I read aloud nonfiction to tempt my students to read it more often.

All I would have had to do to sell THE WORST-CASE SCENARIO SURVIVAL HANDBOOK: JUNIOR EDITION by David Borgenicht and Robin Epstein would have been to read aloud a few of the topics in the table of contents (How to Soothe a Peeved Parental Unit, How to Survive Outdoor Chores, How to Deal with Poo on Your Shoe). I did that, but then I read just one complete section: How to Survive Farting in Public. The book hasn't been back on the shelf since.

In another example, I tempted my students by reading one entry in HOW BIG IS IT? by Ben Hillman and they went on to read every entry in all of his books in the How Big/Strong/Fast Is It series.

I read aloud nonfiction that doesn't look or act like nonfiction to challenge my students' thinking about genre.

WHY? by Lila Prap. Are we supposed to take this book seriously and learn about animals, or is it a joke book, or a book to challenge us to think more creatively? (or all of the above?)

TALKIN' ABOUT BESSIE by Nikki Grimes. Is this a biography? But it's written in poems! And the poems are all from different points of view!

And finally, most of all, I read aloud nonfiction for the sheer enjoyment of it -- for the talk we have -- for the connections and questions and WOW moments that come when young people learn about the way their world works, about the people who have made their world what it is, and about their place in our amazing world.

Monday, March 09, 2009

Another Story That Dovetails in the Middle

I'm slightly goosebumpy about this coincidence: Last year on almost exactly this date I wrote about how my one example of Stories That Dovetail in the Middle had suddenly turned into a collection of three.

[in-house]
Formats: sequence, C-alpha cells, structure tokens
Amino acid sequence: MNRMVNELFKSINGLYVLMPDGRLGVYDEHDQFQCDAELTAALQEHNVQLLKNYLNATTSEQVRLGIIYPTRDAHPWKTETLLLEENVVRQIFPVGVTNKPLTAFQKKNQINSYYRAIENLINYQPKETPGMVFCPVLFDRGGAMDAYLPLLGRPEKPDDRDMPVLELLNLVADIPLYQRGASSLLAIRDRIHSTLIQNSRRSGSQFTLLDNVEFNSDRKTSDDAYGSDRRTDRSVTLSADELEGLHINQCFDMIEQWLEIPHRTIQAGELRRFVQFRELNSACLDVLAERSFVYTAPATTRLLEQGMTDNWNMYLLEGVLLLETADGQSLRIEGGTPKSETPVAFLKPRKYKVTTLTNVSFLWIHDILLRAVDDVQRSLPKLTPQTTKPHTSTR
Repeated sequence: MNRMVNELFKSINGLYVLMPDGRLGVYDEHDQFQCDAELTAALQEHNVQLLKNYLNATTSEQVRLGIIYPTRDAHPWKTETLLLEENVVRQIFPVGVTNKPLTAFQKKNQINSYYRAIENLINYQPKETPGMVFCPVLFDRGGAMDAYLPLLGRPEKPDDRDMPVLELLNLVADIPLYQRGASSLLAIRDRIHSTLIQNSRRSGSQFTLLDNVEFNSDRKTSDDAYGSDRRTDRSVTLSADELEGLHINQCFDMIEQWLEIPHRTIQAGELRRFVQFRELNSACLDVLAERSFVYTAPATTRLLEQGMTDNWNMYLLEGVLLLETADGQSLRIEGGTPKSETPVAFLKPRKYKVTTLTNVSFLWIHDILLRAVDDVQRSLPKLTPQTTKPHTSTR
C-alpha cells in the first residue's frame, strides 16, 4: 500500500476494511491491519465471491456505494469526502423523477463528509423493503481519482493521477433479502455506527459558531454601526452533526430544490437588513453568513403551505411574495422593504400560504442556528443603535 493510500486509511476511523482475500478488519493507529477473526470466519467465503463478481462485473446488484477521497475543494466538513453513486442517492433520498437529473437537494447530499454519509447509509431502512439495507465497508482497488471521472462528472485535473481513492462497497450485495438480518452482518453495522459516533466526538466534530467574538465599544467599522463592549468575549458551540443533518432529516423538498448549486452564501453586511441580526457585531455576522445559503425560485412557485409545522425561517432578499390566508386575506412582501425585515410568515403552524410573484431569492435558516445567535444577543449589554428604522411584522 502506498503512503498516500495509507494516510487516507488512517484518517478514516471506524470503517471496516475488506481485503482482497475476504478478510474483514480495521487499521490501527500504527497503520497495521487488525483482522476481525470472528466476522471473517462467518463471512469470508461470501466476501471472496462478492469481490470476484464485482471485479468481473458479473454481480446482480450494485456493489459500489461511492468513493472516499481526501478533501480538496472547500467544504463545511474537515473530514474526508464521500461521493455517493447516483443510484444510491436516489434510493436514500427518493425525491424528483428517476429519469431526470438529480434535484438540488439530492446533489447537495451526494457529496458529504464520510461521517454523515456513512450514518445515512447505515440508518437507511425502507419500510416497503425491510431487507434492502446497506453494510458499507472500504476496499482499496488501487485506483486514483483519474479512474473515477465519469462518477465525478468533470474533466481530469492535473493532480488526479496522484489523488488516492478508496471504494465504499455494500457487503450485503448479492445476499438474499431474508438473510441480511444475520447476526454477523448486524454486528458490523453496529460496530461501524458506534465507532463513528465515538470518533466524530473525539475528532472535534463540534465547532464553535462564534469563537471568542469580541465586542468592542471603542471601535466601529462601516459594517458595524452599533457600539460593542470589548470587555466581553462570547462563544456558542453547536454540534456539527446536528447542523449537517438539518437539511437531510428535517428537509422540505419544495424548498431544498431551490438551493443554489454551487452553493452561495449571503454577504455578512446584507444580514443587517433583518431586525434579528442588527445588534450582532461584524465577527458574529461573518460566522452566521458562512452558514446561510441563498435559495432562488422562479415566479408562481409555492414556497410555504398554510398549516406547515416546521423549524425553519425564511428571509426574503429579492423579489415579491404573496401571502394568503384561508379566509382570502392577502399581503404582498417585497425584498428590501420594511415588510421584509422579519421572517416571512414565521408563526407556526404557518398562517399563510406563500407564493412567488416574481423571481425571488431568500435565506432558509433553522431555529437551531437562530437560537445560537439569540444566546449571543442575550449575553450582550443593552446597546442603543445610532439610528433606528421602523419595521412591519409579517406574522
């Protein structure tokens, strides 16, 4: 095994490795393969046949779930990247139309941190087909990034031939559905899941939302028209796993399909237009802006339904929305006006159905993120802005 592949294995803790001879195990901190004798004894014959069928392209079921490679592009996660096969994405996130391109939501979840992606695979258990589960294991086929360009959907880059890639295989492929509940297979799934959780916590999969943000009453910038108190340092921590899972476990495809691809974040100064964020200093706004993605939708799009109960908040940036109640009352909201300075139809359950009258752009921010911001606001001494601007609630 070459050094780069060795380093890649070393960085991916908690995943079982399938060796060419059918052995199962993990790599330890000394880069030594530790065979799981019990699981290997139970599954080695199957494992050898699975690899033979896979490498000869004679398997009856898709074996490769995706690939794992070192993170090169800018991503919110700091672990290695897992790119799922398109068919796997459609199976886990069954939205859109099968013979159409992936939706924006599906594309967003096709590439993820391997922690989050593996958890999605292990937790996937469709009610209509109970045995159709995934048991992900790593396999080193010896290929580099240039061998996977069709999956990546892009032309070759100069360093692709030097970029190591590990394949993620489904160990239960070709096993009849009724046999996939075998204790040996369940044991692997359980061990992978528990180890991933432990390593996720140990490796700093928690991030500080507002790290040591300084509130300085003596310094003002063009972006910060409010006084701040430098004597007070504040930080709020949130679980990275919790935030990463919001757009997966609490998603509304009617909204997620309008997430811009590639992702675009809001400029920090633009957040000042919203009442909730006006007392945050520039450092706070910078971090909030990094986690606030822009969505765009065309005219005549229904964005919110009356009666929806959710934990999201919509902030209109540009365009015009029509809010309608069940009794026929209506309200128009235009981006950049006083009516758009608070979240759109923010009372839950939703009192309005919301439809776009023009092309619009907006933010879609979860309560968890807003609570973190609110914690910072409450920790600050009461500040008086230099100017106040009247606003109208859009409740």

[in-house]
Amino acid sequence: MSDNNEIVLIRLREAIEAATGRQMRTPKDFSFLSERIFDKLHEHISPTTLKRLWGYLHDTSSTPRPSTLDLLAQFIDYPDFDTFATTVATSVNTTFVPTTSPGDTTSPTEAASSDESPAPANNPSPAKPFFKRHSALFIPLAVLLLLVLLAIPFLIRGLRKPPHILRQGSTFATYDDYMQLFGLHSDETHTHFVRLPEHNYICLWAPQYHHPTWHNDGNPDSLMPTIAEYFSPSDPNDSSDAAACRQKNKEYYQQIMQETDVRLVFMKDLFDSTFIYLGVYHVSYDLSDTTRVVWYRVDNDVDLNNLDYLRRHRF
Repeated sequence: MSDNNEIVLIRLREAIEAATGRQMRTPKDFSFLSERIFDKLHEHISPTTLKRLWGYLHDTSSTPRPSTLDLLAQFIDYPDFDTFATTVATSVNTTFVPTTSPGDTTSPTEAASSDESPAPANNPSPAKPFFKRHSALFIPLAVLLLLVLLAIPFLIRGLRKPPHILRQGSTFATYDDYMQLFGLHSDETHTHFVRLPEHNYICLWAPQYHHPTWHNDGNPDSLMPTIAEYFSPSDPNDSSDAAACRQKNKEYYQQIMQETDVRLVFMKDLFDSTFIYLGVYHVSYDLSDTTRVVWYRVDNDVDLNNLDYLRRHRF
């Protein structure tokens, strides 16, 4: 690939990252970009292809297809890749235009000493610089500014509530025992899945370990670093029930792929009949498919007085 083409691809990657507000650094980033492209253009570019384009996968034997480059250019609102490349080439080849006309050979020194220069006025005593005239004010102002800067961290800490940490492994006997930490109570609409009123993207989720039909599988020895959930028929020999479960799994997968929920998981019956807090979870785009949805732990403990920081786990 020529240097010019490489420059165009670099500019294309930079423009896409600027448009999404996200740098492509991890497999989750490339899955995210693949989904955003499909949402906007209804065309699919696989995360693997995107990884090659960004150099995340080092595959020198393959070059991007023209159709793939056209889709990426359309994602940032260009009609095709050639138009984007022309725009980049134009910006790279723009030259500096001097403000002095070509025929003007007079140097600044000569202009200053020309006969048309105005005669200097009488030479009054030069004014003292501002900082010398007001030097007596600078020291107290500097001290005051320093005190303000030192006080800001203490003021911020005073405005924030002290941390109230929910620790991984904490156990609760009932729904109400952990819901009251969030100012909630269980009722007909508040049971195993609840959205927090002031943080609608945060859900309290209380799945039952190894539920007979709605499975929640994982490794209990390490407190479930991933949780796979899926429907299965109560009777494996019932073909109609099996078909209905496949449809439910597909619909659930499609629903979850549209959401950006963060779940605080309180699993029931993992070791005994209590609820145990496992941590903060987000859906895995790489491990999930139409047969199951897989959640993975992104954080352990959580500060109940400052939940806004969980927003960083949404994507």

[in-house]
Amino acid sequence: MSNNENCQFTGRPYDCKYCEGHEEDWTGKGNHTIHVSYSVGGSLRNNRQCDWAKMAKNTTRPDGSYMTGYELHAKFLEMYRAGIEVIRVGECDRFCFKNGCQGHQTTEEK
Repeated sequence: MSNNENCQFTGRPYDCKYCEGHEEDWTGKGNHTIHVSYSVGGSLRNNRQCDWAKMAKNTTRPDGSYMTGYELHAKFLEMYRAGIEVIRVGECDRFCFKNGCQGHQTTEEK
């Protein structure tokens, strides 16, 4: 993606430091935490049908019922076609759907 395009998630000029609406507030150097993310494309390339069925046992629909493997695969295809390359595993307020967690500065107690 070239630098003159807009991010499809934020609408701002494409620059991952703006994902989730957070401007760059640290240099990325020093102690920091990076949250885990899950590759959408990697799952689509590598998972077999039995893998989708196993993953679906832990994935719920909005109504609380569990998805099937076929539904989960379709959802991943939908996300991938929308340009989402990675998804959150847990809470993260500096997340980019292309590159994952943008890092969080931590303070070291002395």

Here's the newest addition to the collection. It doesn't quite fit because you can't read it from either end towards the middle. However, it DOES have a two stories that work towards and away from the middle, so I'm including it!

Artie and Julie
by Chih-Yuan Chen
Heryin Books, Inc., September 2008
review copy provided by the publisher

Artie is a lion; Julie is a rabbit. Their parallel stories are told on split pages. At the same time Artie is learning to stalk and eat rabbits on the top half of each page, Julie is learning is learning to run fast and jump high to protect herself from lions on the bottom half of each page. (I'm predicting that kids will love these little "books within the book" and the mirroring of the stories!)

In the middle, both young animals are deemed to be sufficiently trained to venture out on their own. Both Artie and Julie get distracted by a jellyberry patch. Their stories come together full-page when a storm comes and they both seek shelter in a cave. By the time the sun comes out, they are friends. Their stories split again when they return home, and they each tell a new story to their parents that night -- the story of how lions and rabbits can become friends.


From the Gecko Press site:
Chih-Yuan Chen, three-time winner of the prestigious Hsin Yi Picture Book Award, is an illustrator and writer from Taiwan.

"It is my hope that children from all over the world can learn to accept different people and things, and see the world with broader views and minds."

From the Kane Miller site:
Chih-Yuan Chen lives and works in Taiwan. Born in 1975, Chen is tall and thin, and does not like to wear suits. He does, of course, like to take walks.